The HaskellProgramming Language
University of Washington, Seattle
(C) 1999, Greg J. Badros—All Rights Reserved
An imperative language
- Can we substitute i for 7 in the printf?
Scheme is still imperative
- Can we substitute 7 for i?
A more realistic example
(map + (window-size) (window-position))
(map + (window-size) (window-position))
- Want to factor out the duplicated code!
Factoring out an expression
(map + (window-size) (window-position))]
- Works as long as window-size, window-position always return same value, and no set! procedures affecting se-corner
Haskell:Works with fewer ifs and buts
- Almost no restrictions on when you can move expressions around without changing the meaning of the code
- Haskell permits “equals to be substituted for equals”
- This is called referential transparency
Overview of Haskell
- Purely functionalNo set!, no assignment— only bindings
- Fewer parentheses, more special syntax
- Static, polymorphic types
- Lazy evaluation of arguments
Haskell’s History
- Designed by committee in 1987
- Named after logician Haskell B. Curry
- Miranda is purely functional also
- Evolved into Haskell 1.4, Haskell 98
- Especially popular in Great Britain, Australia
Used as introductory programming language!
The brevity of Haskell
q (x:xs) = q [y | y <- xs, y<x ]
- Recognize this procedure?
Read as in mathematical notation:
list of values y, drawn from list xs, with y>=x
Quicksort in two lines!
quicksort (x:xs) = quicksort [y | y <- xs, y<x ]
++ quicksort [y | y <- xs, y>=x]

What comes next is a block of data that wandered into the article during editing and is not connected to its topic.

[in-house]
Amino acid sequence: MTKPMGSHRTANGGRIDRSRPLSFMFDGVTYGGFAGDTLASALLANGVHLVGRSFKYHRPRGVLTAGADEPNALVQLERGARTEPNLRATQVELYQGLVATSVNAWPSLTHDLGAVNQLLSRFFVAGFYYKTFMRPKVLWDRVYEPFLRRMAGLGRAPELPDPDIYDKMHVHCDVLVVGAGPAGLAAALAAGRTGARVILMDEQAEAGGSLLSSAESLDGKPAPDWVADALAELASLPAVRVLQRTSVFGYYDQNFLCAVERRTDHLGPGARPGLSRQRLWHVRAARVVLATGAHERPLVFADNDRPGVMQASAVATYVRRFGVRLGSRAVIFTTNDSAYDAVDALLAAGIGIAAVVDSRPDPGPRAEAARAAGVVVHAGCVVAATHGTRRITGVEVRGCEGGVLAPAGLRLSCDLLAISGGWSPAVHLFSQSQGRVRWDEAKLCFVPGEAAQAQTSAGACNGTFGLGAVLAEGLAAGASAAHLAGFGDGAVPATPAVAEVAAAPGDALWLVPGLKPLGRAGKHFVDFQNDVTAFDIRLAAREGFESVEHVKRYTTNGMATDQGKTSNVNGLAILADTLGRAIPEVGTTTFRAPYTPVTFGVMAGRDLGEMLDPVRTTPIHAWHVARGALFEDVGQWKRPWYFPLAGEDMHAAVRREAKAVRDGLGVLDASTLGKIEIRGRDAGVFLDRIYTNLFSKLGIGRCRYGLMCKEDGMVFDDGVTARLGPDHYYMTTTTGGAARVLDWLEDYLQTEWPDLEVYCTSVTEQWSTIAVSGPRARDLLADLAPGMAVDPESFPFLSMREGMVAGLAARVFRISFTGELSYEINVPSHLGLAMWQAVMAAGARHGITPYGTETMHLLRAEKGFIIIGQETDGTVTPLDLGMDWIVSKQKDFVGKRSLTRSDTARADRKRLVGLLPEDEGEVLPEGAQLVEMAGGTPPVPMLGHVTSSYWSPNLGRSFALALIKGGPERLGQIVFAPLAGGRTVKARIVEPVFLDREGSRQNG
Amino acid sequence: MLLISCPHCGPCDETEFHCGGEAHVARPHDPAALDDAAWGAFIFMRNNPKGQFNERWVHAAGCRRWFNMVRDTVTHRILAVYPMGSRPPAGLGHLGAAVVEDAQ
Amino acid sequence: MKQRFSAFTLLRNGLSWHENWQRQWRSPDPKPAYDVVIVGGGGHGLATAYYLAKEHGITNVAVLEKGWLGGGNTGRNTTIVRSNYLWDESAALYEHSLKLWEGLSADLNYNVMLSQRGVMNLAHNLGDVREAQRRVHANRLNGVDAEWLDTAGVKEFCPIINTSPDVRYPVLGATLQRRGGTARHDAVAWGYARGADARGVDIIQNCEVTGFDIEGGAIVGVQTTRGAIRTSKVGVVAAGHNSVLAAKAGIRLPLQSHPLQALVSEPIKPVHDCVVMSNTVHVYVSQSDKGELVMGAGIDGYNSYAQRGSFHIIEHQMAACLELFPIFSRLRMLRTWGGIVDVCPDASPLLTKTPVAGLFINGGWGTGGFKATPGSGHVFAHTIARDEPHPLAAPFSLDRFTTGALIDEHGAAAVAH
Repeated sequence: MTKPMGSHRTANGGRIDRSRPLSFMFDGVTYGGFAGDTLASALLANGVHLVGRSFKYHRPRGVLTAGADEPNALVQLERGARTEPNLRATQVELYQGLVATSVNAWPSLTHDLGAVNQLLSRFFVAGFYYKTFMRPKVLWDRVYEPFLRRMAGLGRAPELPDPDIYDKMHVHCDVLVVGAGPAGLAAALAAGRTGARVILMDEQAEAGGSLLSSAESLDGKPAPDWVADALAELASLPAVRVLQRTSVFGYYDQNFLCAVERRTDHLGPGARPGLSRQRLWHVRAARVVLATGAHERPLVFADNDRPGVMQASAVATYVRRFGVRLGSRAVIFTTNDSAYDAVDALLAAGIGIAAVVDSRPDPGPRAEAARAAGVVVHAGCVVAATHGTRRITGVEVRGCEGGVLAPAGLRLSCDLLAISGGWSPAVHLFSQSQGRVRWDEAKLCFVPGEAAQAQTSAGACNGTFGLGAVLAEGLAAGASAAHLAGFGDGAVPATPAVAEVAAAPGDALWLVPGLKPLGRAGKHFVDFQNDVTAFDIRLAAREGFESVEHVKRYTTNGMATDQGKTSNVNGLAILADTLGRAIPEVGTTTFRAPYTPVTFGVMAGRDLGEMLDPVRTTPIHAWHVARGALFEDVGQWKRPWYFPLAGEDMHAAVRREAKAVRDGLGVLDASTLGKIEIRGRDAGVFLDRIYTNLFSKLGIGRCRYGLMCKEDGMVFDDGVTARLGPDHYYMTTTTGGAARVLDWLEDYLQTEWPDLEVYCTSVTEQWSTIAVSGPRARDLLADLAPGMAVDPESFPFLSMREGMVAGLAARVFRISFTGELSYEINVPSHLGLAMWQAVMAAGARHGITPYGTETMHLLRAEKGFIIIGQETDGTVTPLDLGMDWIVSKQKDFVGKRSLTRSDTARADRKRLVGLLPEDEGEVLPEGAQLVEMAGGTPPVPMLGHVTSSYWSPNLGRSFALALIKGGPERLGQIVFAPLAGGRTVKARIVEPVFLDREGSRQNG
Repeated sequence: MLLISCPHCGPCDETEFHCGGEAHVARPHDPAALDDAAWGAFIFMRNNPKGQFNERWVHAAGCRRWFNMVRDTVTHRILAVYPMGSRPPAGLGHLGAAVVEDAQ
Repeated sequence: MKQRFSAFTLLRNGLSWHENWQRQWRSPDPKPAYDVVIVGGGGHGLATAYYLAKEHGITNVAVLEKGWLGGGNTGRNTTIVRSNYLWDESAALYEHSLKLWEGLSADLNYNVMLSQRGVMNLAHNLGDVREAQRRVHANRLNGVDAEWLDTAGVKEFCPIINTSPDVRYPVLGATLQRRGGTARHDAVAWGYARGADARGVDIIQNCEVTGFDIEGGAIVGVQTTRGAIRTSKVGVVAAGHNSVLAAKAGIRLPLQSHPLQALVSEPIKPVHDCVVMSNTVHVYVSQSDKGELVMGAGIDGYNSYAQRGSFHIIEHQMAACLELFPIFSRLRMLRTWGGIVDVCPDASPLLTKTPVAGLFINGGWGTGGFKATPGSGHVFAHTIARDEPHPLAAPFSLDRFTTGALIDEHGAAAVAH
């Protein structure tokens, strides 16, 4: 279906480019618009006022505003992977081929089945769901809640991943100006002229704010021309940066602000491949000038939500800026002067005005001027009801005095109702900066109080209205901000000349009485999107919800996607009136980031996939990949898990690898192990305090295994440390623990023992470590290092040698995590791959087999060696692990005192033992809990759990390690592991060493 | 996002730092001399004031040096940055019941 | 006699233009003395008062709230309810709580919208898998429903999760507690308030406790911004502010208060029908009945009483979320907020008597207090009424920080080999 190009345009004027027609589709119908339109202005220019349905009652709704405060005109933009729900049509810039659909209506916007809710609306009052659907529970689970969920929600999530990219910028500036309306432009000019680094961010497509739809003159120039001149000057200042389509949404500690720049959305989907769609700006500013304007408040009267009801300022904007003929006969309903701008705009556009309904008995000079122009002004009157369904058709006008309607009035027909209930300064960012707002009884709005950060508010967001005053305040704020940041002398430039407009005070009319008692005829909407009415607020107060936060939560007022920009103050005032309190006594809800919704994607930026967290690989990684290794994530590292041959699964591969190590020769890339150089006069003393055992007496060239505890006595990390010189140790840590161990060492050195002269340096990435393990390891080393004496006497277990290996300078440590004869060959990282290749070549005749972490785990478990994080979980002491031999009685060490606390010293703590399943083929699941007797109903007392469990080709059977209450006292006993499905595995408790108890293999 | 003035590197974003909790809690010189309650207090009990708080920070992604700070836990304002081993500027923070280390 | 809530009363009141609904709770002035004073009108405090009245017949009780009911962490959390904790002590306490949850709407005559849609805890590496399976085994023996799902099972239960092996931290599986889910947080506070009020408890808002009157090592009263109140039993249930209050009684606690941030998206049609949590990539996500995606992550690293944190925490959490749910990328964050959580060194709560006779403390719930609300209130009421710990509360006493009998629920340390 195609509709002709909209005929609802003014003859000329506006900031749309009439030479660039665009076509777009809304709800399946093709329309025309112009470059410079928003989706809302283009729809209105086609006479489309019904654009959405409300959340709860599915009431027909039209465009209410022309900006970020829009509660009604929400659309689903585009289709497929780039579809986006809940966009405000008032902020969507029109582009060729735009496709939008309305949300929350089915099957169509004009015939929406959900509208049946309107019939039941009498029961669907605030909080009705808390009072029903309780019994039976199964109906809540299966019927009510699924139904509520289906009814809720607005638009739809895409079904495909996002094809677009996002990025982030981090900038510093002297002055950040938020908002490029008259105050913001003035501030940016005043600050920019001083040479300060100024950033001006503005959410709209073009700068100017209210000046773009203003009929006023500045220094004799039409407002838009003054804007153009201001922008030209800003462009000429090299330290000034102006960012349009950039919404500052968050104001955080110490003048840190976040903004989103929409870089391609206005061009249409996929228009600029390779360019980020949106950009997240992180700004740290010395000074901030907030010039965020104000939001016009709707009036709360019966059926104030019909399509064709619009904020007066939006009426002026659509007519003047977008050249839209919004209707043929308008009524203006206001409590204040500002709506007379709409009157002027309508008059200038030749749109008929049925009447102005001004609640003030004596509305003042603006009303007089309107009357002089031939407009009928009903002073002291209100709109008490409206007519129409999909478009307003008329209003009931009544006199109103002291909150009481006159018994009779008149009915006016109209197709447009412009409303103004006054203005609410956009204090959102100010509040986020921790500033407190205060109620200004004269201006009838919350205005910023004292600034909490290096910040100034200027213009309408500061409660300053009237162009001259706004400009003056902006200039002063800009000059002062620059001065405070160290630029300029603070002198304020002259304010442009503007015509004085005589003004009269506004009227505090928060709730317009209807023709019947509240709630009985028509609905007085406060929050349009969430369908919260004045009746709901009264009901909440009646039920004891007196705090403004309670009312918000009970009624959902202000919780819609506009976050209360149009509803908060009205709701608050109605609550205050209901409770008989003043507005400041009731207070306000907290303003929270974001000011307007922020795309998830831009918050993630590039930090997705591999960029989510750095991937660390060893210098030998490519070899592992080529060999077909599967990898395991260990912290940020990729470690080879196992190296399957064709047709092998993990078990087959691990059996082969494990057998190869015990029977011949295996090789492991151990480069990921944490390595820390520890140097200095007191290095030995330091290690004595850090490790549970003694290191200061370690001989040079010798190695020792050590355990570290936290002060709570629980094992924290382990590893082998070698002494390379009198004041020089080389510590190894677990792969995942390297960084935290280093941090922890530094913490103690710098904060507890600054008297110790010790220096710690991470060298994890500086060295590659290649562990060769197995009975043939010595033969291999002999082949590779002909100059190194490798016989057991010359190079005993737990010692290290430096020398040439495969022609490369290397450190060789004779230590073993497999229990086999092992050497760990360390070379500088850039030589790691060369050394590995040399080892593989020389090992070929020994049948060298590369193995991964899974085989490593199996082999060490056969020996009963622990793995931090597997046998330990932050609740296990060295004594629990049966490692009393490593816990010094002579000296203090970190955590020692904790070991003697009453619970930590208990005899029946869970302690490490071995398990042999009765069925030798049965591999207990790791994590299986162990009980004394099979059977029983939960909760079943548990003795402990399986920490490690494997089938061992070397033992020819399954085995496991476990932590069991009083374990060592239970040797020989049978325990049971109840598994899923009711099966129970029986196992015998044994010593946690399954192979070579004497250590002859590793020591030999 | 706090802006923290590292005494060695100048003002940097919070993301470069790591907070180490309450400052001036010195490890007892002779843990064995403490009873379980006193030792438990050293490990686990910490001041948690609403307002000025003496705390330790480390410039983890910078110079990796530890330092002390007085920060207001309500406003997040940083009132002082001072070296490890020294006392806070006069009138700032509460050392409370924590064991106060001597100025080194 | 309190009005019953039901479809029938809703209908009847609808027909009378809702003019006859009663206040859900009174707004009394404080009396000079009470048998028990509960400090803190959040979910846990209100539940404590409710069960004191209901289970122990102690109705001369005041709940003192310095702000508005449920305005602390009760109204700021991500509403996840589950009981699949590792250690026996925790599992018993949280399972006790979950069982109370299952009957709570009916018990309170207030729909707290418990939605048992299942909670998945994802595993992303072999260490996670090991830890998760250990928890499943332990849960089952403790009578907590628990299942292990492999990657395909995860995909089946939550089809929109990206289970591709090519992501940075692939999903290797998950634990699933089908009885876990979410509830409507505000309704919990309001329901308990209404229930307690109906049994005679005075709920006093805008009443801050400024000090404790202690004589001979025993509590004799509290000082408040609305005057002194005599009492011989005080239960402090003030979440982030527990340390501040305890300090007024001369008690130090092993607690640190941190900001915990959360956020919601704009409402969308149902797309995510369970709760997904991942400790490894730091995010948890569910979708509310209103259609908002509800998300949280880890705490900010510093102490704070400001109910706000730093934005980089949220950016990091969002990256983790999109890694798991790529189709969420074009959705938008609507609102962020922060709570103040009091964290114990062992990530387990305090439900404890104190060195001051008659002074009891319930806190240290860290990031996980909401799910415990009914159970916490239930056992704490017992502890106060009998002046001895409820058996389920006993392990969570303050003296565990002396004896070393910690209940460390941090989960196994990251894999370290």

Haskell syntax
- More syntactic features than Scheme
- Generally more concise than Scheme
- Both infix operators and functions
- Whitespace and indentation can matter
- Very readable code,but sometimes harder to write
- Sometimes quirky precedence rules
Use parentheses when in doubt, e.g. (-9)
Syntax:Haskell vs. Scheme
Hugs98Haskell Users Gofer System
- Nearly complete implementation of Haskell98
- Less fancy than Dr. Scheme—basically just a repl (read eval print loop)
- Commands to the interpreter beginwith “:”; e.g. :?, :q, :load, :reload
- Other lines are treated asexpressions to evaluate
One gotcha of Hugs98
- Files must be used to hold the definitions of functions that you write
You cannot define functions at the repl!
- Use a separate text editor to create and edit those files
- Then :load the file in and use the functions you defined
Learning Haskell
- Generate hypotheses, test them,re-evaluate the hypotheses based on the evidence you collect
Some simple expressions
"foo" ? "foo" string “foo”
[1,2,3]++[4,5] ? [1,2,3,4,5] list of nums
1:[2,3,4] ? [1,2,3,4] list of nums
let x = 2 in x*3 ? 6 number 6
When things do notgo according to plan...
ERROR: Unresolved overloading
*** Type : (Num a, Num [a]) => [a]
- Haskell does not allow improper lists
More errors...
ERROR: Type error in application
- Haskell does not allow heterogeneous lists—all elements must be same kind of value
A simple example
-- length is built-in… this is just an example
length (x:xs) = 1 + (length xs)
- Looks like we have defined the function “length” twice…
- Not really—just using pattern matching
Fibonnaci numbersMathematical notation
otherwise f(n-1) + f(n-2)
Fibonnaci numbers in HaskellTwo different approaches
fib n = fib (n-1) + fib (n-2)
| otherwise = fib (n-1) + fib (n-2)
Indentation matters!
ERROR "l.hs" (line 10): Syntax error in declaration (unexpected `;', possibly due to bad layout)
- ; and { } can be used as explicit grouping constructs
- Haskell’s “layout” syntax is two-dimensional
- ; and { } are inserted automatically based on code indentation
Implicit vs. explicit grouping
-- rewritten internally to: